Roads ministry working on norms to renegotiate stalled projects

New Delhi | Published:February 10, 2014 3:24 am

In an attempt to avoid delays in the future, the road transport ministry is working on norms for renegotiating troubled road projects. These norms will be defined by adding a new chapter in the existing model concession agreement (MCA) for road projects.

“The new chapter will essentially define norms that would trigger any kind of renegotiation on projects awarded on public private partnership (PPP) in the future. These procedures will essentially define the eligibility for renegotiations and will ensure that we do not end up wasting a lot of time in deciding the eligibility for renegotiations of troubled projects,” said a senior road transport ministry official, who did not want to be identified.

The official added that the existing MCA does not define a troubled project. “The new chapter will have a check list kind of an institutional framework to identify a troubled project. We will ensure that it includes all eventualities and simplify decision making,” he added.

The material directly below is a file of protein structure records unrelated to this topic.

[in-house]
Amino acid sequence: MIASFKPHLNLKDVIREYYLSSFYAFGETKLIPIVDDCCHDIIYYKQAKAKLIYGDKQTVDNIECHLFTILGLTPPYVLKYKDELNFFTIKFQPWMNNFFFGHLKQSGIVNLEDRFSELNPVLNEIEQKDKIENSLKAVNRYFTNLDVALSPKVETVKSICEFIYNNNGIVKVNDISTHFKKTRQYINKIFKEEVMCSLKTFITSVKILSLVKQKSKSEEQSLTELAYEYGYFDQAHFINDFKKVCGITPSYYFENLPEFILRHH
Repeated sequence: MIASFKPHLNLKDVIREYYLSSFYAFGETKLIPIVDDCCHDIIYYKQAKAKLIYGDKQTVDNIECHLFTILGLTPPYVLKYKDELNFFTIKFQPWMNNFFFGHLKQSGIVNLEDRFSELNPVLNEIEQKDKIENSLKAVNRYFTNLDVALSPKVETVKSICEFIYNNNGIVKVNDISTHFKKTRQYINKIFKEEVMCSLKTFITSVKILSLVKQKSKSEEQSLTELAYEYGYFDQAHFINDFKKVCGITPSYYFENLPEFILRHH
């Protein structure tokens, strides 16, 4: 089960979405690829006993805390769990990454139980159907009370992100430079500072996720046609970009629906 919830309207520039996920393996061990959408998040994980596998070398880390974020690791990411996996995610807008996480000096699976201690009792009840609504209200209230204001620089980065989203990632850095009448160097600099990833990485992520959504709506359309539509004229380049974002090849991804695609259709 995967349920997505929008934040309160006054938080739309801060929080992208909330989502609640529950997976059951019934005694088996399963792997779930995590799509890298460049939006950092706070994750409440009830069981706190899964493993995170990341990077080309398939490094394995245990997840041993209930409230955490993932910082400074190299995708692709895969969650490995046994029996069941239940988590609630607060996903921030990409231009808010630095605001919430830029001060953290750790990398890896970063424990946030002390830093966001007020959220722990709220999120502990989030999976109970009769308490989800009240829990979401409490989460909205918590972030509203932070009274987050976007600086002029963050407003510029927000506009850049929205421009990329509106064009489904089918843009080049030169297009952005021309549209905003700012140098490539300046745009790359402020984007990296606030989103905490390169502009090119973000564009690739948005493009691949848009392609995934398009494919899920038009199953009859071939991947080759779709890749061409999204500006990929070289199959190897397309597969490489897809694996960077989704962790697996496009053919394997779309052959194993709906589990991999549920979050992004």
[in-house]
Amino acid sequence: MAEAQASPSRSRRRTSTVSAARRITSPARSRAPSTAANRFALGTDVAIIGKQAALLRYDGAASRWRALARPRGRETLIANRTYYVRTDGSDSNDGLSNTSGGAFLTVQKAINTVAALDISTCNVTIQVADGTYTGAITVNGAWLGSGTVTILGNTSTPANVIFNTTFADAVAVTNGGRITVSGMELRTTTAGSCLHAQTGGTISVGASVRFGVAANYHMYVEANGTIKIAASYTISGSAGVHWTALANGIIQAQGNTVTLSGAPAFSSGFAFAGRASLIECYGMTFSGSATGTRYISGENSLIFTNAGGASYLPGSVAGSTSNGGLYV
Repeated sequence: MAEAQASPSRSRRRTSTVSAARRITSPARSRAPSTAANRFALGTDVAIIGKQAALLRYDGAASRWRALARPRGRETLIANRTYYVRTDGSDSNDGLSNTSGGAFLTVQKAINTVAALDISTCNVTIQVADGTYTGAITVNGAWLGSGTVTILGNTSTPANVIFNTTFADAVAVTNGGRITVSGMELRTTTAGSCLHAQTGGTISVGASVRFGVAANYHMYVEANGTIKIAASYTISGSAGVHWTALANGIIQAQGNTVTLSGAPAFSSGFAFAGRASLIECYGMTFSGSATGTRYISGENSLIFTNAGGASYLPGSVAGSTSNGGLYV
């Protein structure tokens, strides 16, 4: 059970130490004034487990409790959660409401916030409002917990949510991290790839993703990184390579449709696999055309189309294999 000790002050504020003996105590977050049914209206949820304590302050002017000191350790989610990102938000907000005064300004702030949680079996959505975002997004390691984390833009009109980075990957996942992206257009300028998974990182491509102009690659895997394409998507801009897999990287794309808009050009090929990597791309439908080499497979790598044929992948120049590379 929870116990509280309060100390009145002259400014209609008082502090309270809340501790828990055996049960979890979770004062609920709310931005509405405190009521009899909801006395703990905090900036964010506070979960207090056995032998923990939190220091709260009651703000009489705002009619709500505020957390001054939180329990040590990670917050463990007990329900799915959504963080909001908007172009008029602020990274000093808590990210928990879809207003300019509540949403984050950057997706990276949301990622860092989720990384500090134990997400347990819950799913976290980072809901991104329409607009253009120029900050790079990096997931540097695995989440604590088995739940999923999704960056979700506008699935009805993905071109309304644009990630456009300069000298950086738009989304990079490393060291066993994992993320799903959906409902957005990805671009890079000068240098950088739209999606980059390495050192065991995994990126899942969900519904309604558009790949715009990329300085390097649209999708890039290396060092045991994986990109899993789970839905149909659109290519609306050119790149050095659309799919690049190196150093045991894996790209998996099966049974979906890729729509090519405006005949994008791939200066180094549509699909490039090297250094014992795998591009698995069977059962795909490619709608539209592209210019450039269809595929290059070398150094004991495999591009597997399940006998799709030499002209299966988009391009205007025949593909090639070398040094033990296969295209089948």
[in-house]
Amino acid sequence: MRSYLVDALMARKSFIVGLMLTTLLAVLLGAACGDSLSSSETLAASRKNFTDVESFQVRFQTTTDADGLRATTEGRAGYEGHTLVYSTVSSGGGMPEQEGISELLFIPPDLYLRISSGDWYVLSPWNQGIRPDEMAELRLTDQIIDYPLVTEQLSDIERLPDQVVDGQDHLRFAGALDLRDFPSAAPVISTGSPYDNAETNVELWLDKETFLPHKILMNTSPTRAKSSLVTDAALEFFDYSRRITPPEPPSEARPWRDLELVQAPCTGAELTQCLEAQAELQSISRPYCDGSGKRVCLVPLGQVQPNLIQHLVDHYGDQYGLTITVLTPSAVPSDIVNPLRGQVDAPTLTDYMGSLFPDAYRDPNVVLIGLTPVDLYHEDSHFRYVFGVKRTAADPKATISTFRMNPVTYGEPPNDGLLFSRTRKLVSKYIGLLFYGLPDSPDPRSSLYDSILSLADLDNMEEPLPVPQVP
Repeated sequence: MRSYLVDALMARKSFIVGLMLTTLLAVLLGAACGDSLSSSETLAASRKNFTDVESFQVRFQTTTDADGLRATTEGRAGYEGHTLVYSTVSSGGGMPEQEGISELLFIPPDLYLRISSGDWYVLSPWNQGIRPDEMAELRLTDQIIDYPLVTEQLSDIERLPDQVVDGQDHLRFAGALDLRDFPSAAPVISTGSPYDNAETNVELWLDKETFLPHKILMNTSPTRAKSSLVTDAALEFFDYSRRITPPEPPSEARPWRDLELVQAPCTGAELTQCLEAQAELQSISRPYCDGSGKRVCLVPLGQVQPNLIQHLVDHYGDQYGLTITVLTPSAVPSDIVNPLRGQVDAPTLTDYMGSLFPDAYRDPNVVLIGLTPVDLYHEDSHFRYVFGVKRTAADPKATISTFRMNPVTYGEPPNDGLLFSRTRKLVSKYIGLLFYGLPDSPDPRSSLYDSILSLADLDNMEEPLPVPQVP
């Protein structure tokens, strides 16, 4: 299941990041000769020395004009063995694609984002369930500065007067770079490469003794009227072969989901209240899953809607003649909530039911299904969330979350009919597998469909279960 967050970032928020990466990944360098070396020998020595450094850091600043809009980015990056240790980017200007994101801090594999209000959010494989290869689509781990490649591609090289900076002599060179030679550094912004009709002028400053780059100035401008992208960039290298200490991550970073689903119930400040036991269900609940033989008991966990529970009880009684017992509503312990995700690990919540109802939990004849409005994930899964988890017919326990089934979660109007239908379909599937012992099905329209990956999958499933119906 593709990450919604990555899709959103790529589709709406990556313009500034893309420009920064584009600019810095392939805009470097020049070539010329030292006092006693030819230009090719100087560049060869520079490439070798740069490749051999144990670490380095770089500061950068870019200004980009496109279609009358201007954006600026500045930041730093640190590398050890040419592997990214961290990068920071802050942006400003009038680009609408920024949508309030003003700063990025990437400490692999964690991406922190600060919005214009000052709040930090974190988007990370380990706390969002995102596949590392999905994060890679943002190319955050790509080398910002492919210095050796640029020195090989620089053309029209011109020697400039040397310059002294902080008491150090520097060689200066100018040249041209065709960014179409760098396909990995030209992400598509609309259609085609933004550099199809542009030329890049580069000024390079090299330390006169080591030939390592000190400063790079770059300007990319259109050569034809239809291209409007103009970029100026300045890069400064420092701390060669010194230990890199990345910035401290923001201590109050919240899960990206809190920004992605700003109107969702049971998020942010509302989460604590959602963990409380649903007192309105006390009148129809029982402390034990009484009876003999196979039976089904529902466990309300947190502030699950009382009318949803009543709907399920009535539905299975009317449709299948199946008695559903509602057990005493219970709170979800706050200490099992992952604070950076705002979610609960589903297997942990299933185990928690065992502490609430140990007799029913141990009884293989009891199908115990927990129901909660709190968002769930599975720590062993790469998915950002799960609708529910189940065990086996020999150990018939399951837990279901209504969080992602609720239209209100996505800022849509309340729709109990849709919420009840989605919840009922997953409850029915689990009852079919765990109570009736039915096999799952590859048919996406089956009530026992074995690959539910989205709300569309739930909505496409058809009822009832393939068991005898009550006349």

The National Highways Authority of India (NHAI) and road transport ministry, along with various other decision-making wings of the government, were discussing at various levels to provide relaxation to 48 projects that were awarded on premium.

It took around over 18 months for the various wings to reach on a mutually-agreed relaxation in terms of premium payment for the troubled projects.

A large number of these projects were awarded on premium during FY2011, when the economy was on a growth trajectory, but got into trouble after the economy slowed down.

In a project awarded on premium, the road developer develops the road and also commits an annual payment to the government during the concession period that is as high as 27 years.

The project that triggered the need for a support from the government was 555-km Kishangarh-Udaipur-Ahmedabad road project, where GMR Infrastructure, the developer, pulled out citing delays in approvals from the government as the reason behind the project becoming unviable.

The company had fetched the project with a premium commitment of Rs 663 crore annually over a total project cost of Rs 6,000 crore.

After various levels of discussions, the C Rangarajan Committee, formed by the Union Cabinet to suggest ways to revive stuck roads projects awarded on premium, recommended that the premium reschedule for projects should happen only if the toll revenues collected at a particular project is not enough to meet the annual cost.

The cost for a project, awarded on premium, includes committed premium payment to the government, operations and maintenance cost and debt servicing cost.

These recommendations would now require approval from the road transport minister Oscar Fernandes and finance minister P Chidambaram.

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